Flashpoints | Security | East Asia

Another Security Breach at the Inter-Korean Border Reinforces Concerns Over South Korea’s Ability to Protect Itself

The fact that an individual can enter and exit the “most heavily fortified border in the world” without capture raises serious concerns.

Another Security Breach at the Inter-Korean Border Reinforces Concerns Over South Korea’s Ability to Protect Itself
Credit: U.S. Army photo by Edward N. Johnson

On the Korean Peninsula, 2022 began with a reported North Korean defector-turned-South Korean citizen crossing the border into the North, stoking existing concerns over the security of the demilitarized zone (DMZ) separating the two Koreas.

Current media reports claim that a North Korean defector living in South Korea crossed the DMZ into North Korea on January 1, 2022. The individual reportedly defected to South Korea two years ago by crossing the DMZ and has seemingly taken the same route back to North Korea.

The fact that an individual can enter and exit the “most heavily fortified border in the world” without capture raises serious concerns regarding South Korea’s ability to adequately monitor its border with North Korea. The South’s Joint Chiefs of Staff attributed the 2020 border security failure to a “loose screw” that prevented the border sensors from working properly. In the same year, another North Korean defector returned to the North by swimming through a border drain and South Korean officials blamed the oversight on a lack of proper training of border patrol personnel. Inadequate technology and training along the South Korean side of the DMZ are two massive vulnerabilities that North Korean operatives can exploit for a range of covert operations including dispatching spies, kidnapping South Korean citizens, and in the most extreme scenario, invading South Korea.

Defection through the DMZ is a highly dangerous and uncommon path to South Korea for North Korean refugees due to the heavy presence of landmines and soldiers from both sides of the border. Instead, North Korean defectors typically traverse 3,000 miles through China – which presents its own dangers – to a friendly South Korean embassy in Southeast Asia prior to resettling in the South.

During the ongoing COVID-19 pandemic, the risks of defecting through the DMZ have significantly increased as North Korean soldiers reportedly operate under a strict “shoot-to-kill” order at the border. This was recently demonstrated in the North Korean killing of a South Korean public official found in the maritime boundary between the two countries in 2020. While the status of the individual who defected back to North Korea on January 1 remains unknown, Pyongyang has a track record of capturing and shooting those who venture too close to the northern border of the DMZ.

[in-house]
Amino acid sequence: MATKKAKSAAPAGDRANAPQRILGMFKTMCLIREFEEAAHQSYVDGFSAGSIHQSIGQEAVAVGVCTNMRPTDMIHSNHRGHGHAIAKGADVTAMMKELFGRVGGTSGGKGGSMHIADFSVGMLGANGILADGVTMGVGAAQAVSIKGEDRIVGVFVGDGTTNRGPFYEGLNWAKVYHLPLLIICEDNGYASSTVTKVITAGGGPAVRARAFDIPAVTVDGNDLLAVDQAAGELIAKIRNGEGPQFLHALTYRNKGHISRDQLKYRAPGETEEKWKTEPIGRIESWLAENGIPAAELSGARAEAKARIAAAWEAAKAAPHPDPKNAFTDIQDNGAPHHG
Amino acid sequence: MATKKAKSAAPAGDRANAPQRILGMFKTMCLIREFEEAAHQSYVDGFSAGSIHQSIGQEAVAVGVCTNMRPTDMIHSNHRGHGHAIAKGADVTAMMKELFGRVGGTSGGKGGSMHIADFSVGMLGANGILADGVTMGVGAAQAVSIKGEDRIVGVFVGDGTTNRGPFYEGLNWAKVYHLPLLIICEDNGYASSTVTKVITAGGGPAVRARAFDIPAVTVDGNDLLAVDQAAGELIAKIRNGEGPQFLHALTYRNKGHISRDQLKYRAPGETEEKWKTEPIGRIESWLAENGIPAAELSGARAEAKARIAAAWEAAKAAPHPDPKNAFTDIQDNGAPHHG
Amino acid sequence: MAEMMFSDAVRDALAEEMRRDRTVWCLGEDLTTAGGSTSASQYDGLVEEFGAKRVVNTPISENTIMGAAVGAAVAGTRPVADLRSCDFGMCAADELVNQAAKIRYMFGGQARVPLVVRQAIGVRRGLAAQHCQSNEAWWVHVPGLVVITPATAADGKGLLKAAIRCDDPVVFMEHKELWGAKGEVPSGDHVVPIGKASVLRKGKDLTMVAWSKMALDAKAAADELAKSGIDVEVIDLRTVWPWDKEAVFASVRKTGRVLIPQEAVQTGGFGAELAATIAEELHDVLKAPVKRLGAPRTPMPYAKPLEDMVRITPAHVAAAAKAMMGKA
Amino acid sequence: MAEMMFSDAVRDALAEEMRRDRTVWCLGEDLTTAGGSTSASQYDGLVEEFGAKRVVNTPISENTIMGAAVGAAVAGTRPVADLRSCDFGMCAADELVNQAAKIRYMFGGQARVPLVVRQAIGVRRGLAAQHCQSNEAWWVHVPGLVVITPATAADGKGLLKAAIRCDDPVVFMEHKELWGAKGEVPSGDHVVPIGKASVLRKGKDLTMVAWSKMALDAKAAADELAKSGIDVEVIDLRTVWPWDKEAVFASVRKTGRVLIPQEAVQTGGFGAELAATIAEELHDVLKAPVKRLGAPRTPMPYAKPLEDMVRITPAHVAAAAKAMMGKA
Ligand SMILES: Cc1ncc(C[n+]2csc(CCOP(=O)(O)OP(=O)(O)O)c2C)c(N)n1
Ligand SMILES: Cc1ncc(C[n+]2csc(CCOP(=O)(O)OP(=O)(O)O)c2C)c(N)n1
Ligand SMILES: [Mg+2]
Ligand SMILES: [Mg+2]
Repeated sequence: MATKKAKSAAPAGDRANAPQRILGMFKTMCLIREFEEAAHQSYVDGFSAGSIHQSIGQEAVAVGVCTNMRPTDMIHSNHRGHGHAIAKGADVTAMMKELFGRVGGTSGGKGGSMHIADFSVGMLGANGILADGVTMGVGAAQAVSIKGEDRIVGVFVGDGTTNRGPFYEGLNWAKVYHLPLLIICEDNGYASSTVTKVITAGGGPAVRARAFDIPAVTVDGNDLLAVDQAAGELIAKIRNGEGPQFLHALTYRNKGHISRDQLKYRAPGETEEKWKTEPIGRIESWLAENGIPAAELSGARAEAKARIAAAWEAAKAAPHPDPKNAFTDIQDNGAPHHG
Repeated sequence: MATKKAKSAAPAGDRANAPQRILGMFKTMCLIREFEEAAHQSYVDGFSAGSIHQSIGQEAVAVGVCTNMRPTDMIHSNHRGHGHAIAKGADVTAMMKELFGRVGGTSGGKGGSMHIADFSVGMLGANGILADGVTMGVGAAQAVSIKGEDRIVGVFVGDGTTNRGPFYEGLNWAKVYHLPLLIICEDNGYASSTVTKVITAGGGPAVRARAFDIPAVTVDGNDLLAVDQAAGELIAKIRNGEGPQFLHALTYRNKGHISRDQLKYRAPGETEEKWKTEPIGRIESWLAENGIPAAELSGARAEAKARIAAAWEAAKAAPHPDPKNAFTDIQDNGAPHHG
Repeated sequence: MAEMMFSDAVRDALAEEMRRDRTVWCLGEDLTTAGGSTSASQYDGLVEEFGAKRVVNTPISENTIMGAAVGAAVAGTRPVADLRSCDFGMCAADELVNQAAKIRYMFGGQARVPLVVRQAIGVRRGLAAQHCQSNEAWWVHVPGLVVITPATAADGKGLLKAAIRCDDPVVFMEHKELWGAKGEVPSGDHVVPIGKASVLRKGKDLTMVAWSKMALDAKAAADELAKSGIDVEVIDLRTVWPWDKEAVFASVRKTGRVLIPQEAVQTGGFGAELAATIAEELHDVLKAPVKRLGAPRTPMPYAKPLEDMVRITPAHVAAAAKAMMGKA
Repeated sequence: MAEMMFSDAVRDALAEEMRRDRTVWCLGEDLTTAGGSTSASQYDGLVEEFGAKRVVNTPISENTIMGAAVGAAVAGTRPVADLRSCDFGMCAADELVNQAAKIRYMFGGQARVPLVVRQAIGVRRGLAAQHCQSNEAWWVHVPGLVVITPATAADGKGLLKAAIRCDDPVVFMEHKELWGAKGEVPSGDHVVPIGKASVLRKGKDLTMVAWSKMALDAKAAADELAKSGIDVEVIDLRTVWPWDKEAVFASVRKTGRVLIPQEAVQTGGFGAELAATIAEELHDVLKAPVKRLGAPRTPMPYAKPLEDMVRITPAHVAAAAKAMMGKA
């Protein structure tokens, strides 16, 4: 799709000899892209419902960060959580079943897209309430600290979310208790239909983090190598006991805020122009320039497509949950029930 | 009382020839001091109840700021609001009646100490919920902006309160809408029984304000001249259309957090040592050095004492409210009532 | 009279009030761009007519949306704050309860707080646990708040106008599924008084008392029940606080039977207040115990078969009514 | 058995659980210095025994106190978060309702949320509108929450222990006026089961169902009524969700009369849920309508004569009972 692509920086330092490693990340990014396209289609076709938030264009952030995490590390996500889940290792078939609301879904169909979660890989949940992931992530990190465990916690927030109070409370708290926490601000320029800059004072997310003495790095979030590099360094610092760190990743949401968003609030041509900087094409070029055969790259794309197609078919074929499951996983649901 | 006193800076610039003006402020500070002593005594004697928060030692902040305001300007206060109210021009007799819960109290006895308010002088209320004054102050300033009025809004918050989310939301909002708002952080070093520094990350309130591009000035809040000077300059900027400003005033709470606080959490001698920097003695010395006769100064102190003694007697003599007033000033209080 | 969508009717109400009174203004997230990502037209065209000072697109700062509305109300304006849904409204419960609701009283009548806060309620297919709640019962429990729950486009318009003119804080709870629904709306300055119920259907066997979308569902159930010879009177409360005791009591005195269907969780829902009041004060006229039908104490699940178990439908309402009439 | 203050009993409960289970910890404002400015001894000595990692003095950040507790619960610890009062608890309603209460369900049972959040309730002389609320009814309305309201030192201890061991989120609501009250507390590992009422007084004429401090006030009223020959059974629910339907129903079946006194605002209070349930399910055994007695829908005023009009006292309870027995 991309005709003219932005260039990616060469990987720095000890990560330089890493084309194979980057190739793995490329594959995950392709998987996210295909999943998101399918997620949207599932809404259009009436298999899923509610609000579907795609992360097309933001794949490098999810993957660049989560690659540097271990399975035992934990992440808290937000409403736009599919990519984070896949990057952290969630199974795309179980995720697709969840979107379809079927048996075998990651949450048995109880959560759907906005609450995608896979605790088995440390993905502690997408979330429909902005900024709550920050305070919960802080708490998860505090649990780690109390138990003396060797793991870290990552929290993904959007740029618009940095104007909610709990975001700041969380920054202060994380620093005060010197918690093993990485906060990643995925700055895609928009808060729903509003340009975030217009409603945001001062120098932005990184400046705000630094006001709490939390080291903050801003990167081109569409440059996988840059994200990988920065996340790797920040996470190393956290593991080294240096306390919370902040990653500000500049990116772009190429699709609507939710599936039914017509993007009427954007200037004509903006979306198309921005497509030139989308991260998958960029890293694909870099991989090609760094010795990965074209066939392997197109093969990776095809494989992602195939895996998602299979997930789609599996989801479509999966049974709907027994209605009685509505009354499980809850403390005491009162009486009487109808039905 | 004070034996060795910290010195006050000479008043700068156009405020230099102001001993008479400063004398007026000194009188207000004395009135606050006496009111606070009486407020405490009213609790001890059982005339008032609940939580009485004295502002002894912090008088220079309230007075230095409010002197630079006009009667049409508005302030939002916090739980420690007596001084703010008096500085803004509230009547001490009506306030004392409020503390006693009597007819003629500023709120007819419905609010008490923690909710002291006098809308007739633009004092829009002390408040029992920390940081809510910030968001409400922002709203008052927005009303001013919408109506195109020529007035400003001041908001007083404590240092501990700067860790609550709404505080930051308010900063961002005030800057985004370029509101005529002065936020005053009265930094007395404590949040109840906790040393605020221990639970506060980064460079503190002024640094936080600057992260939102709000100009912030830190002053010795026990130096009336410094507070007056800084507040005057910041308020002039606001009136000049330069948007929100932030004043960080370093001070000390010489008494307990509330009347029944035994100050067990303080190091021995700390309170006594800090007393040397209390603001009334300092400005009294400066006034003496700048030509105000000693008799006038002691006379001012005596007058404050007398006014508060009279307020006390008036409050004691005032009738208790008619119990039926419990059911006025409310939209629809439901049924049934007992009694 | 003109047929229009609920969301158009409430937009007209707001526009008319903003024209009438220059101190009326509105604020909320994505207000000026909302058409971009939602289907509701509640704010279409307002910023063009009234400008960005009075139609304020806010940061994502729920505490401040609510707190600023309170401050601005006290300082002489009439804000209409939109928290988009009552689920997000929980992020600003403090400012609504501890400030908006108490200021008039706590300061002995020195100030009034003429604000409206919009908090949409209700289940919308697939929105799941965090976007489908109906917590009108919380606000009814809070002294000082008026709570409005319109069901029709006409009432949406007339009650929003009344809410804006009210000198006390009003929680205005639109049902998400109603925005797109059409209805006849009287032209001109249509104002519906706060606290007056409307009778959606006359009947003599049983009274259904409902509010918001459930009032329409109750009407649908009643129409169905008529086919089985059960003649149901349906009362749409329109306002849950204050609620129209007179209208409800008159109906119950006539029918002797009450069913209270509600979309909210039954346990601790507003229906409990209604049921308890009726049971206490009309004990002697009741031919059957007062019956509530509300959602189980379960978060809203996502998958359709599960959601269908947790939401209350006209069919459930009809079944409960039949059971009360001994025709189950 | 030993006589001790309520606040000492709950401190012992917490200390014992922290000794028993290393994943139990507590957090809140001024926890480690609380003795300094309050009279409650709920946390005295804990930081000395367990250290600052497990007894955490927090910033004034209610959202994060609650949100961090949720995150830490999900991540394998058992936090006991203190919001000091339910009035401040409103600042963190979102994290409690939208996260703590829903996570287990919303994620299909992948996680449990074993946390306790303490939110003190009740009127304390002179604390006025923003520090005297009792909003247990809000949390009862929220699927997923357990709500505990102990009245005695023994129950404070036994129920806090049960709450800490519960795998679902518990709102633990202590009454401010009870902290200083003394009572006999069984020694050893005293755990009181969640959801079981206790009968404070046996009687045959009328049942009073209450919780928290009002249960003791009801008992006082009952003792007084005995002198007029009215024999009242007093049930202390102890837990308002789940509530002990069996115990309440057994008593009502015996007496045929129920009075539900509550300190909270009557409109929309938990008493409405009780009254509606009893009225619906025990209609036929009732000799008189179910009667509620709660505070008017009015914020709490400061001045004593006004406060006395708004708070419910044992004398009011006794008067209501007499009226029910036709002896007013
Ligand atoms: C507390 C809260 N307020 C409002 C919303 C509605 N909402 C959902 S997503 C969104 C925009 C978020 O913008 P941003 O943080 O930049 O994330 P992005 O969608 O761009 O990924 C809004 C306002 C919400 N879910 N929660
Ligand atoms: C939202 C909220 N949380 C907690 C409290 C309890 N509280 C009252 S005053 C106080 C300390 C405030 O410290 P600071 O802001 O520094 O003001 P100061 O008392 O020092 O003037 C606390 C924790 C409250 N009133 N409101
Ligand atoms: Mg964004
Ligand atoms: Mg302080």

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For all the many freedoms enjoyed in South Korea that are outlawed in North Korea, there are several reasons why a North Korean detector-turned-South Korean citizen may return to the North. The most publicly documented reason could be dissatisfaction with life in the South due to cultural differences, discrimination, loneliness, and depression. Although Seoul has established a generous resettlement program specifically for North Koreans, some defectors believe that these temporary services often fail to address the sustained trauma and depression amplified with social isolation and employment discrimination from South Korean society. North Korean defectors may also return under coercion from Pyongyang or threat of violence against family members still living in the North.

Lastly, the most dangerous scenario involves North Korean spies masquerading as defectors in South Korea, which has happened before. However, if truly a North Korean spy, the new year defector would have likely taken a more covert path to return home as opposed to crossing the DMZ, unless Pyongyang was aware of these existing security vulnerabilities along the South Korean border. Interestingly, four North Korean persons were reportedly waiting alongside the northern part of the DMZ during the time of his defection, which raises concerns over Pyongyang having prepared for his arrival. Seoul’s Ministry of National Defense denied the possibility that the defector was a North Korean spy, but gave no other reason as to why four North Korean persons were seemingly waiting for him at the other end of the DMZ.

Despite the developing nature of this event, one issue is very clear: the South Korean military needs to step up its game. Each possible scenario suggests a major intelligence and security failure on the part of the South Korean military. While Seoul should maintain its policy of accepting North Korean defectors into the country as South Korean citizens as stipulated in its constitution, it must allocate adequate funds, resources, and government attention to strengthen protection at the DMZ, regardless of any and all efforts to improve relations with Pyongyang. Better inspection and upkeep of border surveillance technology and training of personnel is the bare minimum to maintain peace and order at the DMZ.